Overall, though, and in situations like the Gervais-Jenner gate, there’s a moral and self-esteem argument at work here, where people are projecting their own sensitivities onto each and every situation. If you want to contribute, really contribute to social causes, and not just add to the internet white-noise, find something better to do with your time than getting angry at celebrity jokes: help out at a soup-kitchen, an animal shelter, an HIV clinic, or a home for battered women. Do something as humanitarian as any of those examples, and then see if you have the impetus, and perspective, to give two shits about a tasteless joke aimed at Caitlyn Jenner.

I’m more interested in how many trans people were actually pissed off at the comment. I’ve hunted the internet and Twitter for the answer. Opinions, of course, seem to be split: some trans people are pissed off, some aren’t. Many are ambivalent, responses such as: “I can see how that would offend someone, but not me.” Indeed, there’s no overwhelming—offended the whole transgender community—majority as you’ve seen broadcast in some of the more hyperbolic headlines. I’ve talked to a trans friend, who found the (first) joke hilarious. She wasn’t even aware of all the drama-vultures circling the incident. Alas, with Twitter, Facebook and the rest, the spread of information and of sympathetic indignation has reached an all time high. How much of it is real, and not just another form of mob-mentality? I’m mad, because other people are mad, and so I should probably be, too. Step away from the computer and ask yourself if Ricky’s joke actually offended you, or, better yet, any trans people you know. If it didn’t, stop feeding the frenzy, and the next frenzy that will surely pop up on our social-media feeds.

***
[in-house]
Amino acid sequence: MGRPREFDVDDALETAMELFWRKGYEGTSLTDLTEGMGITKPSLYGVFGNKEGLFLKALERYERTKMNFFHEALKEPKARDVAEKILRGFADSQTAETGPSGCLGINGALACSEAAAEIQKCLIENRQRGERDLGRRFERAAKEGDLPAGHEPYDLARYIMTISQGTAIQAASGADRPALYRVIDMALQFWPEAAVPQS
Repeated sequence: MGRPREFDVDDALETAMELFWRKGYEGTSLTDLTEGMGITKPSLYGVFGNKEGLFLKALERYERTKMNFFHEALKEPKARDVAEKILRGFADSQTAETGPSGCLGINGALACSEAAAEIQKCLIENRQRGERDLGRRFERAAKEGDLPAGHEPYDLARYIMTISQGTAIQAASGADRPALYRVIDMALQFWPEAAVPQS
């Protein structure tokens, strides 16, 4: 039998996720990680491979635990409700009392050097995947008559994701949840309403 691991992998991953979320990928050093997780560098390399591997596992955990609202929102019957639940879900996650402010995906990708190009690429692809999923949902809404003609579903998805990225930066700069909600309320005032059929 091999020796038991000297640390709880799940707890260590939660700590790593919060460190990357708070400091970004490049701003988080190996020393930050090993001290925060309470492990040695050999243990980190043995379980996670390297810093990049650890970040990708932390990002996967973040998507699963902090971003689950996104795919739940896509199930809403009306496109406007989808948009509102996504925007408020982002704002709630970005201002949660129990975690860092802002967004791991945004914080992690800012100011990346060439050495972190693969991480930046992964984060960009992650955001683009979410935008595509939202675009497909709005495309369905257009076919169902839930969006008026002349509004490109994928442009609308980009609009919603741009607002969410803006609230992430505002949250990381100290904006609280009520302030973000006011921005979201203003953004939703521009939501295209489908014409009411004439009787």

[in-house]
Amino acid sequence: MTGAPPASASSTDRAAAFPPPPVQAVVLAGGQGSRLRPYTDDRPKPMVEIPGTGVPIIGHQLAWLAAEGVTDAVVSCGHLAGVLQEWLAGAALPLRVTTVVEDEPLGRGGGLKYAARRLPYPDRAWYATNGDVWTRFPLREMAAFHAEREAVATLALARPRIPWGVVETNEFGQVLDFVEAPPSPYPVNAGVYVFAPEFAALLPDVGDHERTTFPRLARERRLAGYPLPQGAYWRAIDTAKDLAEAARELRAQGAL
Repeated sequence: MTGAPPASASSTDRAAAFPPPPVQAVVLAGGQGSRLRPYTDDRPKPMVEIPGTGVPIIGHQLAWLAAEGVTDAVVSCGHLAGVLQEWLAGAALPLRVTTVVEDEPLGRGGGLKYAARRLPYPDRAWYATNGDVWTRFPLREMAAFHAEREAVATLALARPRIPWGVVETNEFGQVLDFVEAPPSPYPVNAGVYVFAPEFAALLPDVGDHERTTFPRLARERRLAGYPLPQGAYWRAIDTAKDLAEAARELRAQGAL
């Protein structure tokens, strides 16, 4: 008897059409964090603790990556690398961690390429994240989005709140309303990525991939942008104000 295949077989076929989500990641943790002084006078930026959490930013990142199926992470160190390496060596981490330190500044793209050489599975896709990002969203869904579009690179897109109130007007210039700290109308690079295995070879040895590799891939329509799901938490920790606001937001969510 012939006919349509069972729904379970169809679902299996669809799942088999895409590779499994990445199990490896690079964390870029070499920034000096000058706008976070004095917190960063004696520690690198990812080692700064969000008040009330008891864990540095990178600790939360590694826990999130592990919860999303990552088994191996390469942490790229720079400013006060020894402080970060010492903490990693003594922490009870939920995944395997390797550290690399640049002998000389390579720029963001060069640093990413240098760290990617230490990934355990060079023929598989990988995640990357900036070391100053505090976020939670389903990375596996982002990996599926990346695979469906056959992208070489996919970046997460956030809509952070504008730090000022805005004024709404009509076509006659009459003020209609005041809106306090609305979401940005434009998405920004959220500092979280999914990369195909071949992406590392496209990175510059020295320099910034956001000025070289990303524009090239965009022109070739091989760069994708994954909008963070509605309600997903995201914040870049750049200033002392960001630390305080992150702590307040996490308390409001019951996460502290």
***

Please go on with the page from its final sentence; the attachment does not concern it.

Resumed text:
Once again, the human race has collectively wasted seven precious days of our lives bickering for the sake of bickering, when there are better things in life to discuss, and over which to be upset. Better role-models, too, than our ‘Woman of the Year’, Jenner. Yes, she’s had a journey, and been through a gauntlet. I’ll not dispute that. Still, I’ve never understood how her troubles and triumphs equate or exceed those of trans people who aren’t gifted with money, status, or any of the countless blessings that made Caitlyn’s transition as easy as a weekend trip to the spa. Talk to some of those other people: the transgender persons who’ve known hate, abuse, or a lifetime’s struggle trying to accept themselves–or to be accepted by society. Ones who didn’t arrive to acclaim on the cover of Vanity Fair. I want to hear their stories, not a tale about how a well-to-do woman, ex-Olympian, and all-around glamorous gal, finally freed herself from the trappings of her body. Sounds like one of the vapider episodes of Sex In the City. I mean, I guess that’s a story, Jenner’s—but not the most interesting one to me.

Next year, Glamour Magazine, if you can’t think of anyone else, just give Laverne Cox a damn award: transgender icon, transgender woman, transgender black woman—she uses and embodies all three designations. God, I love her. Everyone does. She inspires others simply by standing up in a room. You can feel her story, pain and success when she speaks. She’s authentic. She has gravitas and real grace; her poise: a back made strong from struggle. She’s the kind of person we should not only discuss more, but also listen to: rather than the lingering petulance of people stirred by commentary toward celebrities with whom they can’t even relate.

A bit of advice as well for next year’s Golden Globe casting call: bring back Fey and Poehler and save us all from the headaches and fallout of billing ‘edgy’ hosts.

All my love,

—C

P.S. In what is EXCELLENT NEWS, I learned today that Jessica Jones, Season 2, has been green-lit! Also: happy birthday, Betty White.

1 Comment

  1. […] Humor’s End […]

Leave a Comment